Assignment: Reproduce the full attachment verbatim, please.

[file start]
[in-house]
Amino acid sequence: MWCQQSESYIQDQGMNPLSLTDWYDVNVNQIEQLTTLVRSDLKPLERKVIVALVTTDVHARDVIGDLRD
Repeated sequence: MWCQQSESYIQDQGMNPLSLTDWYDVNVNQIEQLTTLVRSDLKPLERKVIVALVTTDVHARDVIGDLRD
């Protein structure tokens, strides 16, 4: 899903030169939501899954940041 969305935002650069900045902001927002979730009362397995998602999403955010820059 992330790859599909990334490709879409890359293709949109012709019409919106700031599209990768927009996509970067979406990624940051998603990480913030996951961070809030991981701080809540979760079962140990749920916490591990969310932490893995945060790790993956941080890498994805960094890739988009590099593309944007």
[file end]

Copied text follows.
[in-house]
Amino acid sequence: MWCQQSESYIQDQGMNPLSLTDWYDVNVNQIEQLTTLVRSDLKPLERKVIVALVTTDVHARDVIGDLRD
Repeated sequence: MWCQQSESYIQDQGMNPLSLTDWYDVNVNQIEQLTTLVRSDLKPLERKVIVALVTTDVHARDVIGDLRD
């Protein structure tokens, strides 16, 4: 899903030169939501899954940041 969305935002650069900045902001927002979730009362397995998602999403955010820059 992330790859599909990334490709879409890359293709949109012709019409919106700031599209990768927009996509970067979406990624940051998603990480913030996951961070809030991981701080809540979760079962140990749920916490591990969310932490893995945060790790993956941080890498994805960094890739988009590099593309944007």